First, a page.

Volunteers: Check Yo Self

Oct 13, 2015 | Life Coaching Blogs, Social Responsibility

Your assumptions are keeping you from connecting.

Recently Indy celebrated a city-wide, three-day volunteer effort through a local service club. Companies and their employees volunteered for thousands of hours and completed projects of all kinds: public art in our underpassess, neighborhood sweeps, etc. I’m sure they did lots of good things. [I’m not affiliated with this group in any way and will share my limited interaction below.]

The piece of the project I witnesssed deeply disturbed me.

My neighbor texted that volunteers were coming down my street installing these alarms. How great!

First and foremost: WHAT AN AWESOME THING, especially in my neighborhood. Throughout the winter, we’ll consistently hear fire trucks in the middle of night because someone’s home has caught fire. In low-income neighborhoods it is usually the result of two situations: faulty electrical or some type of space heater has tipped over onto fabric. In homes where the gas or electric have been turned off from lack of payment, my neighbors will find creative ways to keep warm.

But here’s where it got weird. I went out to meet the 6 or 8 people coming down the street and noticed a police cruiser sitting in front of my house. As I was chatting with a volunteer he said two things that seemed disrespectful. 1) “I’m so surprised no one is home during the day.” (It was a weekday morning.) and 2) “The police are escorting us so we have more legitimacy.”

[Insert my confused face, where one eyebrow goes up and my head goes to the side.]

These folks clearly had no clue where they were.

When they asked me if I needed smoke alarms, I mentioned it’d be nice to have some new ones because ours are set to expire next year. I would need 5. They said they had to come in the house to see them. Okay, I can do that. Once inside, another volunteer then hops on the ladder and says they have to test them and educate me on how they work. Stop the train. WWWhhhaaattt??

These volunteers assumed at least three things in half of a second: the smoke alarms didn’t work; I didn’t know how to test or use them; and that they could come in my house and install new ones without first describing what they’re doing. They didn’t ask any questions about my situation or my understanding of smoke detectors.

Nevermind that we had just tested them, switched out batteries ourselves, and have renovated our entire home…I think we got smoke alarms covered. Also, our dog has some kind of PTSD flashback when they go off, so we try to limit his emotional scarring by not doing it when he’s in the house.

Know where you’re going.

I can’t help but think that the organizers of this project and the volunteers had a whole set of assumptions about my neighborhood. They may have viewed this event as a transaction: install smoke alarms for poor people. Instead, they could have been welcomed into our neighborhood. Asking to enter someone’s home requires trust and communication.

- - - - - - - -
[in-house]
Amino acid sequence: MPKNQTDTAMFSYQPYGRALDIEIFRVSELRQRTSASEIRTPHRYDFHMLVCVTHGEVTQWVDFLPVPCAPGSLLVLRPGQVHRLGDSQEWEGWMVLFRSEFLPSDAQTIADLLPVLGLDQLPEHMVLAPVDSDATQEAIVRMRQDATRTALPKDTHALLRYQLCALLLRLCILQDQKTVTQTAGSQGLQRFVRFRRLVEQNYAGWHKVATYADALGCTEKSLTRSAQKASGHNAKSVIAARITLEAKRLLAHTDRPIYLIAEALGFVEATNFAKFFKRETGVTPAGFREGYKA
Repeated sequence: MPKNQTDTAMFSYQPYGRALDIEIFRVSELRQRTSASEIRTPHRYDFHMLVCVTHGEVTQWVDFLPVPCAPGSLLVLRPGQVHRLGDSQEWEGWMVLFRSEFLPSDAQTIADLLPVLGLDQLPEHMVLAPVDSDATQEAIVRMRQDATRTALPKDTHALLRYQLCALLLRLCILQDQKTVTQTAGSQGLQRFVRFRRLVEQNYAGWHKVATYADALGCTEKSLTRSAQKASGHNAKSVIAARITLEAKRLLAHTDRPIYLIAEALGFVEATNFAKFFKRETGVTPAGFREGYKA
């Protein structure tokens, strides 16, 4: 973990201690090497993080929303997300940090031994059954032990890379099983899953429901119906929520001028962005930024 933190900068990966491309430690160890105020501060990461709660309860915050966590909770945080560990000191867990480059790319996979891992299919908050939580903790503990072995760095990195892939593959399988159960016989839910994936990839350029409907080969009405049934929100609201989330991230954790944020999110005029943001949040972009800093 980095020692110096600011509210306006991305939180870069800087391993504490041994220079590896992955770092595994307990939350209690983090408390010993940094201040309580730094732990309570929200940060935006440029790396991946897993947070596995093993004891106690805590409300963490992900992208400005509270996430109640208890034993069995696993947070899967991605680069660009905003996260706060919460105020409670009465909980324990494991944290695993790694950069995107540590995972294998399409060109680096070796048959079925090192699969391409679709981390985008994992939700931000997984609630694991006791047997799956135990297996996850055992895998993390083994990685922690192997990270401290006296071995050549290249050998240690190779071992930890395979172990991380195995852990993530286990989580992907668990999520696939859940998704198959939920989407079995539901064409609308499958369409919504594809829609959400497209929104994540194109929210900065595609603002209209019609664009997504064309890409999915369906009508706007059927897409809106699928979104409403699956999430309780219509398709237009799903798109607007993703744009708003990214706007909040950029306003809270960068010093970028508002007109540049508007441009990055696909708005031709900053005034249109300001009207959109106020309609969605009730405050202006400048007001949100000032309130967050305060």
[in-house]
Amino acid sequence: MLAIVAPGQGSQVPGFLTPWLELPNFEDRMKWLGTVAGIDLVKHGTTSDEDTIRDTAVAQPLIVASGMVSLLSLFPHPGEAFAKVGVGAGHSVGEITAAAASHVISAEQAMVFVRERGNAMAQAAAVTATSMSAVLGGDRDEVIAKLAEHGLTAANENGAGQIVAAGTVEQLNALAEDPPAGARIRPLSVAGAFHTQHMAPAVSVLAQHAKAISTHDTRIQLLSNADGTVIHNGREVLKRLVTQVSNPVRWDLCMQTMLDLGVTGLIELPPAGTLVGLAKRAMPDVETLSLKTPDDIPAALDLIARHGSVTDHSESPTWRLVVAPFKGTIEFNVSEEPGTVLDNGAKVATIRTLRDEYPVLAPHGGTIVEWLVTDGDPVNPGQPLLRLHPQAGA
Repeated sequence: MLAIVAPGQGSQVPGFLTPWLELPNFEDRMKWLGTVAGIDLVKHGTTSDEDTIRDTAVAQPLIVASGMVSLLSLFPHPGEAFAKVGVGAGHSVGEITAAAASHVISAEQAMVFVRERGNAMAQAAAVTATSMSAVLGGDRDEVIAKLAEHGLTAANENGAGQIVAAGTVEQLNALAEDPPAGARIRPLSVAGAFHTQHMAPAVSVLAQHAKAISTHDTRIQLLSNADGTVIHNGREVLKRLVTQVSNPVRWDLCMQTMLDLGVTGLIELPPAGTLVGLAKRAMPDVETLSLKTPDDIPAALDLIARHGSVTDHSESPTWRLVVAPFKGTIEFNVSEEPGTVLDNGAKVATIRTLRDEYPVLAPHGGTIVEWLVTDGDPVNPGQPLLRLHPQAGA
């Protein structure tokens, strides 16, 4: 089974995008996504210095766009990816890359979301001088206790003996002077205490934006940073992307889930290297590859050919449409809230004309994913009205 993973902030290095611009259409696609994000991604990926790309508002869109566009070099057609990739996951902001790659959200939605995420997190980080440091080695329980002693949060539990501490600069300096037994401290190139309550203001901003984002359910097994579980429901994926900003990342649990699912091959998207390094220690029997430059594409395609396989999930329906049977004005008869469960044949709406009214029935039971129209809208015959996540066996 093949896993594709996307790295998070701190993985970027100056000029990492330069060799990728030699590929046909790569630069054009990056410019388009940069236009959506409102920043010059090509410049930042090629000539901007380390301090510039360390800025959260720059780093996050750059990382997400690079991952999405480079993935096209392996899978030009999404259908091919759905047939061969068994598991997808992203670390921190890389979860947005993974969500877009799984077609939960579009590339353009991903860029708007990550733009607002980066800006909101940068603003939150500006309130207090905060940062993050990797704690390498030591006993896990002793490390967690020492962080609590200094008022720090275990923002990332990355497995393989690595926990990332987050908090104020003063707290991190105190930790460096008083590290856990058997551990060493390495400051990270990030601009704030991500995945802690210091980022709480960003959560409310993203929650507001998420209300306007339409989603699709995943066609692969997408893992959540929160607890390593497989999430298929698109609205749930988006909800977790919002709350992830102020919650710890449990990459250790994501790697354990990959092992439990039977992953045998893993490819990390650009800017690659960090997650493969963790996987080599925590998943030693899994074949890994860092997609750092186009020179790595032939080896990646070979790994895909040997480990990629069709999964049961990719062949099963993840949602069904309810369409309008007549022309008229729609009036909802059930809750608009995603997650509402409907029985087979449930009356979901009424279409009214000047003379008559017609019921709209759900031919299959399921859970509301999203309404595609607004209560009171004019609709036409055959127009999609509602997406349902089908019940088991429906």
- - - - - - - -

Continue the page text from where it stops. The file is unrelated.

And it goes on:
• Was the police escort really for legitimacy or for something else? Many families I know wouldn’t welcome police presence as a sign of trust. Trust is key when requesting to enter someone’s home. It seems to me the police escort was about their safety.
  • “Poor” equals “not working.” My neighborhood is full of families who work … low-paying jobs…during the day. I’ve seen hotel maids (in their Hilton uniforms) dutifully catching the bus every morning at 6:45 a.m. Many construction workers leave before sunrise to build roofs in the suburbs or wherever they can get a job. Janitors at hospitals, retail clerks, fast food workers work all hours of the day to scrape together their income.
  • A quick drive down several streets would show you the number of Hispanic families who live here, not to mention the neighborhood Catholic Church that has two Spanish-language masses where there are more attendees than seats. If you wanted to have an impact with as many families as possible, a volunteer who spoke Spanish and marketing materials in Spanish are crucial. They had neither.
  • Our neighborhood association or community development organization weren’t communicated with prior to the event. The two primary organizations doing work in our neighborhood weren’t invited into the planning. Our neighborhood association could have helped communicate prior to the event to get more participation. This is just so weird to me.

welcomeVolunteering is awesome! But building a relationship in the process is really what it’s all about.

No doubt: the simple goal of providing smoke alarms is a great one. In order to do that the volunteers needed to enter into people’s homes. This is sacred ground. Being invited in after having a full understanding of the volunteers’ purpose is crucial.

On the deepest level that’s why we serve and volunteer: to connect with something sacred. We’re all striving for connection; we’re humans, that’s how we’re wired. When we interact with others through something meaningful, we feel connected.

We can allow our volunteer experiences to be reduced to mere transactions, or we can strive for depth and connection.

This interaction helped me better understand my own assumptions when volunteering. They came in with an agenda, and I could feel the effects of it. I’m sure my neighbors did too. Here are some questions I’ve been asking myself since then:

  • What am I assuming before coming into a situation?
  • What do I think I need to “fix” when volunteering?
  • If I truly believe all people are creative, resourceful, and don’t need my “fixing,” where do I need to check myself before I wreck a relationship?

With all due respect to Ice Cube today.